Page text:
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Top Ten List of Constitutional Rebukes = Are we havin fun yet?

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  • Occupant Family
    Twelve Top Ten / List for Responses to Constitutional Rogue Officials Refuses to answer challenges. “Sir, with all due respect, am I to understand that
    Message 1 of 3 , Nov 3, 2006
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      Sam’s Top Ten List for Constitutional Rogue Officials
       
       
              Twelve
      Top Ten /\ List for Responses to Constitutional Rogue Officials

       

       

       

      Refuses to answer challenges.

       

      “Sir, with all due respect, am I to understand that you're impersonating a judge?”

       

       

      Any malfeasance by an official.

       

      “Sir, if you exceed the authority of your office, if you step outside your oath, you instantly vacate your office and lose your immunity.”

       

       

      Attorney fails to respond to any of your motions – therefore no controversy exists.

       

      “I make a motion for dismissal of this case for lack of subject matter jurisdiction in response to Mr. Jones’ failure to respond to my motion.  By that default, the parties are in agreement, and no controversy exists for adjudication, hence there is no subject matter.  Please dismiss immediately as this motion is unopposed.”

       

       

      Biased ruling.

       

      “Sir, may I remind you that you are required pursuant to your oath to be impartial.

       

       

      Official refuses to correct reported crime

       

      “Sir, it appears that you have abandoned the bench and joined our opponent

       

       

      Contempt Threat; Fees for jury trial.

       

      “Sir, with all due respect, in Miller v. U.S. it was established that: ‘The claim and exercise of a Constitutional Right cannot be converted into a crime.’  (Miller v. U.S. 230 F, 2d 286, 489)  Am I to understand that you don’t have an oath of office?...

       

      “Also sir, I believe impeding due exercise of rights is a crime punishable by a year in prison, isn’t that correct?”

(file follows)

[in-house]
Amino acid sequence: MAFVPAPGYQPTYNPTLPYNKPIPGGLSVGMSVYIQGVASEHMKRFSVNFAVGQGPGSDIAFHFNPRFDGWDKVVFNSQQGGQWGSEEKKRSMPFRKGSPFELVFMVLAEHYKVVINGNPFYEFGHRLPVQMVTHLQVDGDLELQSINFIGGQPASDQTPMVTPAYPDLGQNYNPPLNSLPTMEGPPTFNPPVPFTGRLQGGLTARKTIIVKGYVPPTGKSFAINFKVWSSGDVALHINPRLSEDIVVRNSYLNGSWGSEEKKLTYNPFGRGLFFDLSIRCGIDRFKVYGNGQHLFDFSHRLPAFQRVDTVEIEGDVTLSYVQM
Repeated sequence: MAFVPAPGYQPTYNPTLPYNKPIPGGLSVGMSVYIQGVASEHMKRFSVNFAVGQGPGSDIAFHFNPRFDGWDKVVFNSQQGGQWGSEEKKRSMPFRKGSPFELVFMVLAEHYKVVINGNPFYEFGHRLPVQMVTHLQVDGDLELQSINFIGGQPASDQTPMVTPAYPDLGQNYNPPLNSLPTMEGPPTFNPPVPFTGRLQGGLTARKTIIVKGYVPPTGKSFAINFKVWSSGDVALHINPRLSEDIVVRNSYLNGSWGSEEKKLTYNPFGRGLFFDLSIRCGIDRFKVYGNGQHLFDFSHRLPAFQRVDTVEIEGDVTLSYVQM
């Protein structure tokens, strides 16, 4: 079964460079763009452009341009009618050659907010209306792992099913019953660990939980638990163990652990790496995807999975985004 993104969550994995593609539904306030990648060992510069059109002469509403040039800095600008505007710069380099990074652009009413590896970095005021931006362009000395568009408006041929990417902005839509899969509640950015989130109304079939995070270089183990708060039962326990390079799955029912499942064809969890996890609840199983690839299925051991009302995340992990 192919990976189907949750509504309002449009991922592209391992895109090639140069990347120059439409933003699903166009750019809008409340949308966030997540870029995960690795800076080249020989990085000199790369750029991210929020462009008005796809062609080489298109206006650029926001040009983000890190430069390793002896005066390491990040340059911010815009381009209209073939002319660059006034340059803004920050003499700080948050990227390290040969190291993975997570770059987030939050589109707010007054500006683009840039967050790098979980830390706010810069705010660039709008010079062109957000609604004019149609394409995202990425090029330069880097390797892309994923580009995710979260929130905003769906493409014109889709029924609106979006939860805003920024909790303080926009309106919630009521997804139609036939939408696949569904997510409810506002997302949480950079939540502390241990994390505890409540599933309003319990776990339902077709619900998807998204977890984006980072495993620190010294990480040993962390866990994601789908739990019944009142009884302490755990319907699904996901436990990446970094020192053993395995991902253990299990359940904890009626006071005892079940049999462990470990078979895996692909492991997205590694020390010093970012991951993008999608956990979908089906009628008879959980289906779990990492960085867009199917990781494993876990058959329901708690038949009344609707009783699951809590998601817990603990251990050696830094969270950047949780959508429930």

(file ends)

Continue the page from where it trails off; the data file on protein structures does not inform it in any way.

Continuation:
You have no Constitutional rights.  You’re under contract.

       

      “Sir, the Constitution of these united States of America is the supreme law of the land.  No other law, rule, regulation or code including contract can supercede it, nor can your authority as a judge, or an imposter acting as a judge.  If you will not confirm your oath, you are an imposter, you are unlawful in the office, step down.”

       

       

      You don’t have that right in my Court.

       

      “Sir, you have a private court?  Then you have no authority to hear this.  I’m an American Citizen.  I’m guaranteed rights.  I’m guaranteed to be heard in an Article III court.  Sir, you have no authority to hear this.  Step down

       

       

      You don’t have a Constitutional right to ________.

       

      “Excuse me sir, that right was reserved back to me in the Ninth Amendment

       

       

      Adverse ruling outside Constitution.

       

      “Sir, may I remind you that you are required pursuant to your oath to be impartial.

       

      "With due respect, upon what facts, law and evidence do you base your statement or ruling?”

       

      “Excuse me, where does it state that in the Constitution, with all due respect?  Can you cite that for me?”

       

      “I make a motion by special appearance for reconsideration with demand that the Court support the ruling with findings of fact and conclusions of law, and in the absence of same that the ruling be stricken as unsupported opinion, frivolous, void, and not binding in this Court”

       

      “Sir, you’ve been unable to support the ruling with law, so it‘s of necessity frivolous, without merit, and not binding in this court

       

      “The ruling has been rendered to opinion, and in fact, unsupported opinion which can never be a valid basis for any statement or ruling in a Constitutionally competent court, pursuant to your oath.”

       

       

      Case law outside Constitution

       

      “There he goes again, Judge, perjuring his oath and attempting to injure the very Constitution to which he has pledged his loyalty.”

       

      "Sir, unless you can support your ruling with a Constitutional argument or amendment specific to the Bill of Rights which supports the case law, with due respect the ruling is frivolous, without merit, and not binding in this court

       

      “Your honor, by refusing to support his position Constitutionally, Mr. ______________ is in rebellion against the Constitution and you must remove him from  this court room for his insurrection